The Schmegegge Film Festival never happened, but Dustin Kaspar has just completed the 1st Kaspar's Kouch Film Festival, held in the living-room of his Lake City apartment. Over a series of six nights he showed eighteen films, mostly DVDs from his personal collection. True, most of the films are easily available from Blockbuster or Scarecrow, but they were accompanied by an assortment of snacks, a pasta dinner, a frosty mug of beer and homemade ice cream. Oh, and the air conditioning was neither too high nor too low. Needless to say, you won't find these amenities at the Harvard Exit or the Egyptian.

However, in true festival fashion, Kaspar's Kouch featured a program, a poster, a t-shirt and, most importantly, an opening night event at 911 Media Arts Center that featured screenings of locally made films by Wes Kim, Thom Harp and 33 Fainting Spells.

Kaspar, a choral music educator and tenor vocalist [who can be currently heard performing in the chorus of Gotterdammerung at The Seattle Opera], initially conceived of the festival as a way to gather friends from out of town to see films at his place, but quickly decided to take the idea public. A friend suggested he have an opening night party and Kaspar began selecting the films by going through the Spawned in Seattle section of this year's SIFF program and contacting the filmmakers directly.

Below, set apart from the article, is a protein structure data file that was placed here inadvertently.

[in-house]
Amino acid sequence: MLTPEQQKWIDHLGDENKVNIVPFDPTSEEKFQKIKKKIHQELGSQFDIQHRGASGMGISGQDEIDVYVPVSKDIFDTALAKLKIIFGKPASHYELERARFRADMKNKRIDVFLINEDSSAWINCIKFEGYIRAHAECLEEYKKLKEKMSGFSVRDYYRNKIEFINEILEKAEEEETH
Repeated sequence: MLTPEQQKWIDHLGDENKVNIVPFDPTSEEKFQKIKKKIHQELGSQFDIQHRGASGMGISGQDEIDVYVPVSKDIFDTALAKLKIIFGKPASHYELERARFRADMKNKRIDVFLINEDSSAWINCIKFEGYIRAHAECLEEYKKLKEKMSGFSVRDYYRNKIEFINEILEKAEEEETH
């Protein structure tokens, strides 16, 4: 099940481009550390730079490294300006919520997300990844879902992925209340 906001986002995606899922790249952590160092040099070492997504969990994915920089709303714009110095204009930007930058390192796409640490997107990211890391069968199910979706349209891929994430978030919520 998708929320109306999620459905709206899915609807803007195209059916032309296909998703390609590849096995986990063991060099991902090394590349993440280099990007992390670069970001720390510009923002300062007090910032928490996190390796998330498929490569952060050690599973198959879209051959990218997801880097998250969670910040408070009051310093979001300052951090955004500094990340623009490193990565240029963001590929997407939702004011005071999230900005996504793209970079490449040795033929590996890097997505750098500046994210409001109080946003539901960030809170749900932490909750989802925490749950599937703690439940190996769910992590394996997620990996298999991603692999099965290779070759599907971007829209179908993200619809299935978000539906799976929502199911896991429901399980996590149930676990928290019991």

On the night I attended the films were the 1949 Gun Crazy, The Taking of Pelham 123 and Battle Royale. True to the name of the festival there was a couch, indeed, a matching pair in black velveteen. The attendees were Kaspar, Kaspar's sister, her boyfriend Dan, who designed the festival logo, and other assorted friends and guests of the festival director. The film introductions were brisk, the popcorn was fresh and the featured ice cream flavor was avocado, which I thoroughly enjoyed. Kaspar has ordered a video projection system and plans on holding non-festival screenings throughout the year. It may be some time before he gives Cinema Seattle any serious competition, but I look forward to attending the 2nd Annual KKF.